• overseeing and monitoring of the Australian Qualifications Framework
  • accountability, quality and performance
  • improving data and metrics

The current Tertiary Education Quality and Standards Agency (TEQSA) and the Australian Research Council will become directorates of this new body, and there’s also the suggestion of merging in the Skills Quality Authority. Those who worry about how language in regulation affects the actual thing may appreciate the use of the term “stewardship” as a framing purpose for regulation.

The Australian government is also charged with the establishment of a Centre of Excellence in Higher Education and Research to provide the evidence and intellectual heft that would inform regulation. And there would be additional reviews, including a study on racism in the system, work on professional development, and a First Nations-led review of governance. A brief assessment of the state of the workforce offers a critique of casualisation and sounds a note of concern over the increase in non-academic roles – both issues that the UK system could do with grappling with, and which it is currently not set up to influence.

Currently, universities in Australia are quality assured by TESQA which has a register of providers, quality assures them against a Standards Framework, and also gives strategic advice to ministers on these matters. Actual funding flows directly from the government. ATEC, in contrast, is very much a funding council which will have regulation and research grafted into it – Australia’s very own HEFCE (albeit with a much greater role in the vocational education and skills sector) or a reincarnation of the pre-1988 Commonwealth Tertiary Education Commission (CTEC). There’s even a suggestion it takes on the role of the current Australia Skills Quality Authority in lower level VET.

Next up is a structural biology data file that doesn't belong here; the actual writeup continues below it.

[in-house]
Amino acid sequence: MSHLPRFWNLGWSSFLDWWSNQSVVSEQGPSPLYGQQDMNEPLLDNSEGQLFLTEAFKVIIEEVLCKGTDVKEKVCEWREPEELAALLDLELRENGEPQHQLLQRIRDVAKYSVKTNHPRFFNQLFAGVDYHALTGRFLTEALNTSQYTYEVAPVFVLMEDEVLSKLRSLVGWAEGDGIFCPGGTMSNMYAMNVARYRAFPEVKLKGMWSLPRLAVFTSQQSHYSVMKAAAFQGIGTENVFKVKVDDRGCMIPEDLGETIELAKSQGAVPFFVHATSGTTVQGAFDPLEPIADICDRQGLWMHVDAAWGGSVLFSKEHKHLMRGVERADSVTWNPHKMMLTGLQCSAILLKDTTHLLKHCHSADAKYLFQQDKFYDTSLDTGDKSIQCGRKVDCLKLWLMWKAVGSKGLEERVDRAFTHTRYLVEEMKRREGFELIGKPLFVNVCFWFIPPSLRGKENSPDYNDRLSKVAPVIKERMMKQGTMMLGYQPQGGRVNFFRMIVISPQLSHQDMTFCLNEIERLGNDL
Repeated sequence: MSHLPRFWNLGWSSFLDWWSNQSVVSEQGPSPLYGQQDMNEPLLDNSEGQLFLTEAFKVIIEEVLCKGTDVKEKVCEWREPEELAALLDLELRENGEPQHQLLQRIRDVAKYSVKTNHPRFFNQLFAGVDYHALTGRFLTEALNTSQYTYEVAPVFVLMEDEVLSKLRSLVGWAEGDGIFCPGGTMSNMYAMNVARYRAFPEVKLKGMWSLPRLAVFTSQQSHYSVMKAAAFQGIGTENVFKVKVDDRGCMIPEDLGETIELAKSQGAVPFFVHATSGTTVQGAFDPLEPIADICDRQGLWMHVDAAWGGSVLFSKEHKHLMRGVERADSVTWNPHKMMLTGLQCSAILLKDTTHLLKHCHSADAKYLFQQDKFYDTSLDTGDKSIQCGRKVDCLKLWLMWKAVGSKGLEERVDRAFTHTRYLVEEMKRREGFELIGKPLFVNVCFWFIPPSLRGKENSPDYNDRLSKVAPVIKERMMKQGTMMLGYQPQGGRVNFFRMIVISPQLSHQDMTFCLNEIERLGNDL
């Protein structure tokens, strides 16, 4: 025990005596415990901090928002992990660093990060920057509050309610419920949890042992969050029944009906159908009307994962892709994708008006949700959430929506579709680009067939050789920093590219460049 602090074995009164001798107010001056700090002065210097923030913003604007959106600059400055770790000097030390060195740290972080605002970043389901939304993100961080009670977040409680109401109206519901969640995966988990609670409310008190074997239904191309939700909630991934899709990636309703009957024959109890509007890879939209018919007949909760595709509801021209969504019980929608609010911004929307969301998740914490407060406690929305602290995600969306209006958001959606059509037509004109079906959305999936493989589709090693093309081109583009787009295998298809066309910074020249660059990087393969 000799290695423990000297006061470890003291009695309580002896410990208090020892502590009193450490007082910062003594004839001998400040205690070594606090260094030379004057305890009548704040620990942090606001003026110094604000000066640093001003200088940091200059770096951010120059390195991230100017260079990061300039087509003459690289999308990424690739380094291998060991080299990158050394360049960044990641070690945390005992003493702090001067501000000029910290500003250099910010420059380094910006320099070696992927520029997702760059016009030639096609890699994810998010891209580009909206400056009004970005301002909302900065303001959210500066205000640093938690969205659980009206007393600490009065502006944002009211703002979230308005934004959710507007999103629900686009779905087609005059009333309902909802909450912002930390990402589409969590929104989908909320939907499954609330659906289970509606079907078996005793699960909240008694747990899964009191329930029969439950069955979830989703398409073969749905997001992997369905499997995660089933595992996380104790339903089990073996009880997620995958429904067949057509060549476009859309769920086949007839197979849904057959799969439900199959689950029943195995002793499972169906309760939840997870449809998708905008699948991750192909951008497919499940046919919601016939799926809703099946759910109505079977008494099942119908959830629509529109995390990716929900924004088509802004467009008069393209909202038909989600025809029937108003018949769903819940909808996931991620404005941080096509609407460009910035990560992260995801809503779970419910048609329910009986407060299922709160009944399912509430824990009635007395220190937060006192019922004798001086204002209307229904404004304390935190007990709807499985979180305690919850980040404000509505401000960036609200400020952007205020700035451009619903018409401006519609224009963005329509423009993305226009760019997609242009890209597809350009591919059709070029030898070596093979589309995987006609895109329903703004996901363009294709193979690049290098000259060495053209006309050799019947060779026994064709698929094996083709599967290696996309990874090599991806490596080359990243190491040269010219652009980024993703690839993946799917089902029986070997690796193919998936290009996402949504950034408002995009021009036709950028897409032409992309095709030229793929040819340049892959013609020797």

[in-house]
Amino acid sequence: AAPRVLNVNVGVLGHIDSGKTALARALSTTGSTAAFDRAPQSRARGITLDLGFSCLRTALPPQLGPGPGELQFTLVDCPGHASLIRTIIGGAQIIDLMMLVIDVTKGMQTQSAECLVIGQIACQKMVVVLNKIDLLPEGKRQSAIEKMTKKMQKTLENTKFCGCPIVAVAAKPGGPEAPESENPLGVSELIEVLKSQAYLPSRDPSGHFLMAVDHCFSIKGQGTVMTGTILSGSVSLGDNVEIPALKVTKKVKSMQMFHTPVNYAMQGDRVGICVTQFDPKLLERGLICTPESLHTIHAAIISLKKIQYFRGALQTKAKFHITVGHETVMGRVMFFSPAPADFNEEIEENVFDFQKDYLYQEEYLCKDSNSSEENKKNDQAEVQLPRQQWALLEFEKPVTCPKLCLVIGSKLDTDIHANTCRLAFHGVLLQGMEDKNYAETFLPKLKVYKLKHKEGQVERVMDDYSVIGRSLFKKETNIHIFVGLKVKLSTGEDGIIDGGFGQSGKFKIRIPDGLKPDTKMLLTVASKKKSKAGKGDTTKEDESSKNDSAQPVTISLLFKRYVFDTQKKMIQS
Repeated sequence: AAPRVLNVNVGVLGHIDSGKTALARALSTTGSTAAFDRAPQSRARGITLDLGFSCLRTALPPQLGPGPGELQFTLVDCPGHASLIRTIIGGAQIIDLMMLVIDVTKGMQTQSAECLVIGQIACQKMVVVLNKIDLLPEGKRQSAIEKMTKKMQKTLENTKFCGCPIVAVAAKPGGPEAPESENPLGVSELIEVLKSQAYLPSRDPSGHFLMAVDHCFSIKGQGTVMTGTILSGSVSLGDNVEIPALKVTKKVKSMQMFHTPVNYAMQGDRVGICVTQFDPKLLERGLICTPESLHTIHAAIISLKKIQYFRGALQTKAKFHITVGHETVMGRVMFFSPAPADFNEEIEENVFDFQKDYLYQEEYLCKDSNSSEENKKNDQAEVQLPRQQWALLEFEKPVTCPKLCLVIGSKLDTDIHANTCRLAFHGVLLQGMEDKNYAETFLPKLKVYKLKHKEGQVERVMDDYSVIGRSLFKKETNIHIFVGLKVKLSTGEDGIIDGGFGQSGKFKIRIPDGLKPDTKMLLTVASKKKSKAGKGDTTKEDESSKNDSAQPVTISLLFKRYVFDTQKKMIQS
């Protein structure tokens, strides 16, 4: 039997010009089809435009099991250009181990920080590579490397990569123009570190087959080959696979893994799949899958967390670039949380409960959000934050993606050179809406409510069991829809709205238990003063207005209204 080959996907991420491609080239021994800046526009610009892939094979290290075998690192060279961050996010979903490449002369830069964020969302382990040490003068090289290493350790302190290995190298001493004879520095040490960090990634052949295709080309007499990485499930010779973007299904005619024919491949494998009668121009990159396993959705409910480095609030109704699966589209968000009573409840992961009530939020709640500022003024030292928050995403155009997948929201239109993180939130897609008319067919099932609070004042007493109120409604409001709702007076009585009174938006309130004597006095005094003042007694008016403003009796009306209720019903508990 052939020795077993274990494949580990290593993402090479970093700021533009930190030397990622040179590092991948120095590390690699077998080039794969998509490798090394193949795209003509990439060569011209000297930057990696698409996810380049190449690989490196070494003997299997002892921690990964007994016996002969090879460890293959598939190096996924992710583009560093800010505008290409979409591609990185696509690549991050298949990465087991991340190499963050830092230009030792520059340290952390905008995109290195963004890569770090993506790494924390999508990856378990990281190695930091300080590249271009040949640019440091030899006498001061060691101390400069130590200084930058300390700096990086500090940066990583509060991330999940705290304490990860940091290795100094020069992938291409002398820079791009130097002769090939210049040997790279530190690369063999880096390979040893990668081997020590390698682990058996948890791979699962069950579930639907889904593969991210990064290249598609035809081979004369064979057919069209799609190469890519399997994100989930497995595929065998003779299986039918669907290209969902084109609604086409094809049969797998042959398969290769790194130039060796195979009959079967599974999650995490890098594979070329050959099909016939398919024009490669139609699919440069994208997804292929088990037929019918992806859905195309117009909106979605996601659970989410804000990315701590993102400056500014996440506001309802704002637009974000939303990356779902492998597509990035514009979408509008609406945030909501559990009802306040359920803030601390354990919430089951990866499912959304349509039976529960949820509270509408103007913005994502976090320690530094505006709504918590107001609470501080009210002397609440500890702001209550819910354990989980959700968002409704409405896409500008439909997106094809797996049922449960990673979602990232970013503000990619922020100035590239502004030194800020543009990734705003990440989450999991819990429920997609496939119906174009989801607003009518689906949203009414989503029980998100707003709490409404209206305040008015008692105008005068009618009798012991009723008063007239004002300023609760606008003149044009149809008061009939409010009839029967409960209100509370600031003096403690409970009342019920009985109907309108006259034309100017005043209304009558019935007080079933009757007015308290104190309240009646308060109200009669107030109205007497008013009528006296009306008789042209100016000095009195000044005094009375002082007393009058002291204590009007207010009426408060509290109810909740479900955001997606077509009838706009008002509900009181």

To readers more used to UK reforms, this might feel like a retrograde step – though OfS and the rest are all funding councils too, despite the modish regulatory trappings. In shifting the majority of tertiary functions into an arms-length body, the Accord is addressing a recent history riven with piecemeal initiatives, burdensome duplication, and poor quality data.

On the latter there’s a serious attempt to drag the sector into the future – an attempt to piece together systems, standards, and definitions that work for everything the new commission would regulate. There’s clearly been some serious thinking about the need to spot future issues as they arise and take appropriately informed action – Australia has no HESA, and current data collection is not up to the job of supporting the level or quality of analysis the Accord calls for. This data would also inform the proposed Centre for Excellence in Higher Education and Research, which would centralise and promote a deep knowledge of the system to inform planning and development.

The future planning role of the Commission is noteworthy – the regulator would be responsible for anticipating future needs and convening strategic planning that could address issues like cold spots, managing of volume increase, and supporting diversity of provision. That’s something that’s perceived to be sorely needed in England, at least, but the reality of which could cause tensions – if it ultimately placed limits on institutional self-interest there would be a bit of a learning curve in some quarters.